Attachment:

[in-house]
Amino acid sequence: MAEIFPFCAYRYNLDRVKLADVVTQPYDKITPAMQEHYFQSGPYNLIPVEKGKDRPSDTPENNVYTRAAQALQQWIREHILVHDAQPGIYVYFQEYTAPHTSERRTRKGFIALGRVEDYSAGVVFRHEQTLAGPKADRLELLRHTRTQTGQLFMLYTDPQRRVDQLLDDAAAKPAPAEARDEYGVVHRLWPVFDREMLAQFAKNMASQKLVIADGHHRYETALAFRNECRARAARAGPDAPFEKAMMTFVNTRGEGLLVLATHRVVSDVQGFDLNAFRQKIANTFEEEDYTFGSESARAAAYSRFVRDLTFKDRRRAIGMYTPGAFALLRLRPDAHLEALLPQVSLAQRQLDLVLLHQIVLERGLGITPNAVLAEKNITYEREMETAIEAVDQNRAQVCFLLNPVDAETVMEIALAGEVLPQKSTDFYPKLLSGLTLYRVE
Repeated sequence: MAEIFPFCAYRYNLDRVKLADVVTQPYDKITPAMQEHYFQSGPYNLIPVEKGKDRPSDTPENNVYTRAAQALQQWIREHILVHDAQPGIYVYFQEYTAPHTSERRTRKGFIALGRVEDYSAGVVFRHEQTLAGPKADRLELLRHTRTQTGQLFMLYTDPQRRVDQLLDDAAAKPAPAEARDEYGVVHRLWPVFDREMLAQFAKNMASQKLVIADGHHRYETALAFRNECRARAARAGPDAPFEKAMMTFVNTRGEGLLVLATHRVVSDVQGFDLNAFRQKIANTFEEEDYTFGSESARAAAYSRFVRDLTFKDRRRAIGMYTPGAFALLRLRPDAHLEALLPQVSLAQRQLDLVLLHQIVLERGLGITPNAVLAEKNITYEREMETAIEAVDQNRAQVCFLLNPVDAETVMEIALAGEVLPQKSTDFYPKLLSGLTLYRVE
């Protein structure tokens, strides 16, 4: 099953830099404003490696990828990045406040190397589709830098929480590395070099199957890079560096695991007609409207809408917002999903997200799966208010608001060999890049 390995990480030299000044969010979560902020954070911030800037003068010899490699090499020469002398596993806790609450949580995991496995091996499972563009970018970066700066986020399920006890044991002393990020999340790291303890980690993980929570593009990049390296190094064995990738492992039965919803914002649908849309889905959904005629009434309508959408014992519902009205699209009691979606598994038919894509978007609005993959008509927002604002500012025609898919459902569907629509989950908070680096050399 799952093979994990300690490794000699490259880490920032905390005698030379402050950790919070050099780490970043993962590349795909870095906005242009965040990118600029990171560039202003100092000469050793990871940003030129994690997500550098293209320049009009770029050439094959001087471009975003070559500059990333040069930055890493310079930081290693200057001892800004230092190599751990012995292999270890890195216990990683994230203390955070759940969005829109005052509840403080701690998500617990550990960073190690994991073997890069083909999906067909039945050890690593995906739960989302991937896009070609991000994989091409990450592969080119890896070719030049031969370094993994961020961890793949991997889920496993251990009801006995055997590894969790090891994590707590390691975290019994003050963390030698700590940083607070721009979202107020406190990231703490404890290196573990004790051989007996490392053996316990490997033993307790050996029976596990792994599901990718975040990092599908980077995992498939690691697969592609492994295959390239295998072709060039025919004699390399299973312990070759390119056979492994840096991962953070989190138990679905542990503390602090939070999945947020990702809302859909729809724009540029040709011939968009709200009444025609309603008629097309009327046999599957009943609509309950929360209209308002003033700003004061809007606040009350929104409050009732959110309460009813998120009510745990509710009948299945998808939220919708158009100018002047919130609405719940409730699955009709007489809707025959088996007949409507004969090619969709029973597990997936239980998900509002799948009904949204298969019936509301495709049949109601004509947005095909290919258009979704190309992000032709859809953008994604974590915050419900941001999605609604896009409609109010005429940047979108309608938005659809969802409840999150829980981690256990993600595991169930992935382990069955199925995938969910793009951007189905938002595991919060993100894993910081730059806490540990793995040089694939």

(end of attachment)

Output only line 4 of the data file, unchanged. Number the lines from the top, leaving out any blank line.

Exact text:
């Protein structure tokens, strides 16, 4: 099953830099404003490696990828990045406040190397589709830098929480590395070099199957890079560096695991007609409207809408917002999903997200799966208010608001060999890049 390995990480030299000044969010979560902020954070911030800037003068010899490699090499020469002398596993806790609450949580995991496995091996499972563009970018970066700066986020399920006890044991002393990020999340790291303890980690993980929570593009990049390296190094064995990738492992039965919803914002649908849309889905959904005629009434309508959408014992519902009205699209009691979606598994038919894509978007609005993959008509927002604002500012025609898919459902569907629509989950908070680096050399 799952093979994990300690490794000699490259880490920032905390005698030379402050950790919070050099780490970043993962590349795909870095906005242009965040990118600029990171560039202003100092000469050793990871940003030129994690997500550098293209320049009009770029050439094959001087471009975003070559500059990333040069930055890493310079930081290693200057001892800004230092190599751990012995292999270890890195216990990683994230203390955070759940969005829109005052509840403080701690998500617990550990960073190690994991073997890069083909999906067909039945050890690593995906739960989302991937896009070609991000994989091409990450592969080119890896070719030049031969370094993994961020961890793949991997889920496993251990009801006995055997590894969790090891994590707590390691975290019994003050963390030698700590940083607070721009979202107020406190990231703490404890290196573990004790051989007996490392053996316990490997033993307790050996029976596990792994599901990718975040990092599908980077995992498939690691697969592609492994295959390239295998072709060039025919004699390399299973312990070759390119056979492994840096991962953070989190138990679905542990503390602090939070999945947020990702809302859909729809724009540029040709011939968009709200009444025609309603008629097309009327046999599957009943609509309950929360209209308002003033700003004061809007606040009350929104409050009732959110309460009813998120009510745990509710009948299945998808939220919708158009100018002047919130609405719940409730699955009709007489809707025959088996007949409507004969090619969709029973597990997936239980998900509002799948009904949204298969019936509301495709049949109601004509947005095909290919258009979704190309992000032709859809953008994604974590915050419900941001999605609604896009409609109010005429940047979108309608938005659809969802409840999150829980981690256990993600595991169930992935382990069955199925995938969910793009951007189905938002595991919060993100894993910081730059806490540990793995040089694939």